Resources for Teaching in the Age of ChatGPT & other LLMs


How do large language models (LLMs) affect how we understand our job as teachers, and how does it affect what we should do in order to do that job well?

Zak Kopeikin, Ted Shear, and Julia Staffel (CU Boulder) have compiled some resources to help instructors teach well in an era in which college students have access to ChatGPT and other LLMs.

Please feel free to suggest others in the comments.


Resources for Teaching in the Age of ChatGPT & other LLMs
by Zak Kopeikin, Ted Shear, and Julia Staffel 

Some resources for understanding how large language models work

Opinion pieces and other online resources about teaching with AI

Tips for teaching strategies and assignments that discourage AI use

Tips for teaching strategies and assignments that use AI


I’d also recommend readers check out “A Guide: How Professors Can Discourage and Prevent AI Misuse” by Graham Clay at AutomatED, which summarizes several months of research on the subject.

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Will Behun
Will Behun
9 months ago

I had seen many of the concerns people had about the LLM “detectors” such as Turnitin’s black box. I decided to put some of them to the test, and asked ChatGPT 4.0 to write a short paragraph. I then directly pasted that paragraph into various detectors online (not Turnitin’s). Every one told me it was “100% human created”. I couldn’t help but laugh.

Hannah Ginsborg
Hannah Ginsborg
9 months ago

Thank you, these are very useful resources, especially the explanations of how LLMs work.

Regarding the tips and strategies for using AI in the classroom (the “if you can’t beat them, join them” strategy), I think it’s important to consider the ethical implications. My own view is that we should not be normalizing the use of e.g. ChatGPT in the classroom, as though it’s just another useful technology for academics, like word-processing or search engines. A large part of what’s problematic about chatbot technology is that it relies fundamentally on the uncredited work of human beings. It has to be “trained” on huge amounts of human-authored text scraped, without permission, from the Internet, and it also relies on a vast amount of very poorly paid work by human behind the scenes. See e.g.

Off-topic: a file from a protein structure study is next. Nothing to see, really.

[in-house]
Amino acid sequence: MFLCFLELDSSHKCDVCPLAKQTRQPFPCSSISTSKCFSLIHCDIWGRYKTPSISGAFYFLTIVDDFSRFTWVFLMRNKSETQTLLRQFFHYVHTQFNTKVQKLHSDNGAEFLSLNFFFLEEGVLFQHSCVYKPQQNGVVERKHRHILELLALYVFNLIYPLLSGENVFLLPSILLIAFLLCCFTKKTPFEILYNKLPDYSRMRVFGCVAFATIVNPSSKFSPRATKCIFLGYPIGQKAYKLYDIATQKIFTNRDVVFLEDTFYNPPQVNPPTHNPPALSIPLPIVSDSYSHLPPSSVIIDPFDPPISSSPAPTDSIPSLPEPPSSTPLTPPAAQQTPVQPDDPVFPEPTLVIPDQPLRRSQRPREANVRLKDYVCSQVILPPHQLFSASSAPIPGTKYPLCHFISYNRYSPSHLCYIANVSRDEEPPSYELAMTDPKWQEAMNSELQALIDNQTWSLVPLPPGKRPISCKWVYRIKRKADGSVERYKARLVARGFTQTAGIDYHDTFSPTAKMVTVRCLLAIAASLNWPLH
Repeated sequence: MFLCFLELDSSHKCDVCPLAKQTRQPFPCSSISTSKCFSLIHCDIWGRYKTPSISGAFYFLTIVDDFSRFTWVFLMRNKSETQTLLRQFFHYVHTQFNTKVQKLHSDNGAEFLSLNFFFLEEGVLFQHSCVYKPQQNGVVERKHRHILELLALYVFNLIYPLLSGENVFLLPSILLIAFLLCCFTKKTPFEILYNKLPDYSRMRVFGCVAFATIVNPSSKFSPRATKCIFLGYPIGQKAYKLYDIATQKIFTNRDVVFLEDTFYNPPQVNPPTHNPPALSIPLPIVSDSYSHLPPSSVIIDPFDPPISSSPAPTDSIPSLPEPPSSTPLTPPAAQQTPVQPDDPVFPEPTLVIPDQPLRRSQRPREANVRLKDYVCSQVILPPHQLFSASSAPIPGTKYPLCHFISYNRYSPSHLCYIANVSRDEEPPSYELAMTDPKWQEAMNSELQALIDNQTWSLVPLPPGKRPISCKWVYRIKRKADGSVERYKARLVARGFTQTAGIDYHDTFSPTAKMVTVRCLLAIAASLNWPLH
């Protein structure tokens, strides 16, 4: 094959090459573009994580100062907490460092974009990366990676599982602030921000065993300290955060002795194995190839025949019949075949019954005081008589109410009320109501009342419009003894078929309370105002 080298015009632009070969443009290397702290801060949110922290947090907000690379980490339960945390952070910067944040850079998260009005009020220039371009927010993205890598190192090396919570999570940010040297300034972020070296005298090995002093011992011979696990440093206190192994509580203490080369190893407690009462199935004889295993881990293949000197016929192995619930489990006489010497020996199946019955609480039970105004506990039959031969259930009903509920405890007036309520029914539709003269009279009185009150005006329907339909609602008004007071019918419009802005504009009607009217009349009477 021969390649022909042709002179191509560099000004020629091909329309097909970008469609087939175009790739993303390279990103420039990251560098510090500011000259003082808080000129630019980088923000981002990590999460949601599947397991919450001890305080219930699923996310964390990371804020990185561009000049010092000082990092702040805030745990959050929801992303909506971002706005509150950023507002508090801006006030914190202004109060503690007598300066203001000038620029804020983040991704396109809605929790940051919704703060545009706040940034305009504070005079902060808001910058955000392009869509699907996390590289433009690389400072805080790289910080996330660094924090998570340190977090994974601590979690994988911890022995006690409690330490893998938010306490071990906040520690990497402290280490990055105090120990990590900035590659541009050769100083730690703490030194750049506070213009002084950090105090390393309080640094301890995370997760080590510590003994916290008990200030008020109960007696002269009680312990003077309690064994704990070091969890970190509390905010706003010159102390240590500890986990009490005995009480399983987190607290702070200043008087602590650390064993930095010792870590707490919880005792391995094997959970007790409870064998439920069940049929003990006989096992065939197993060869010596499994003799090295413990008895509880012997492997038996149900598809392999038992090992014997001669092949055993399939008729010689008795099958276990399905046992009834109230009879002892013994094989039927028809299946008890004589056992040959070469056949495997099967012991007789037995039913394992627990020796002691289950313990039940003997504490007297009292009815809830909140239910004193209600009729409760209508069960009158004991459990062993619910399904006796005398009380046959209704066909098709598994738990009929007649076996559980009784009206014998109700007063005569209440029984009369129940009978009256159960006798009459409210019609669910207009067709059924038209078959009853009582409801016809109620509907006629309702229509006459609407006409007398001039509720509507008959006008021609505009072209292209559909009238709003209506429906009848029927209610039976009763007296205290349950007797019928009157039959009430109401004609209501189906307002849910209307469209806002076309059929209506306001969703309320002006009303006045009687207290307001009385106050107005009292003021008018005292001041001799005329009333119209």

https://www.theverge.com/features/23764584/ai-artificial-intelligence-data-notation-labor-scale-surge-remotasks-openai-chatbots

Another, related, part of the problem is that the technology is specifically designed to deceive us. It exploits our tendency to anthromorphize in order to get us to think or feel, even if we know better, that we’re interacting with an intelligent agent. To me, that makes it particularly inappropriate for use in an academic context, where transparency is especially important.

There are other ethical implications, e.g. the energy costs, which appear to be significant, although difficult to estimate.

But it’s the essentially deceptive character of ChatGPT, and the way that its creators draw on the results of human thinking to create the deception, that bother me most about normalizing its use in the classroom. The only way I would consider its use is in the context of a discussion of its ethical implications, or of philosophical issues about AI more generally.

Laura
Laura
Reply to  Hannah Ginsborg
9 months ago

Thanks for a helpful comment that provided considerations I need to examine further. I was not familiar with the energy use issue and I would like to find out more about how these companies plan to address the problem of training AI on other people’s materials.

Arash Abizadeh
9 months ago

Here is what I’ve decided to do: I provide my students the following guidelines:
https://abizadeh.wixsite.com/arash/post-1/how-not-to-use-chatgpt-in-your-undergraduate-political-theory-class

I guess we’ll see how it works….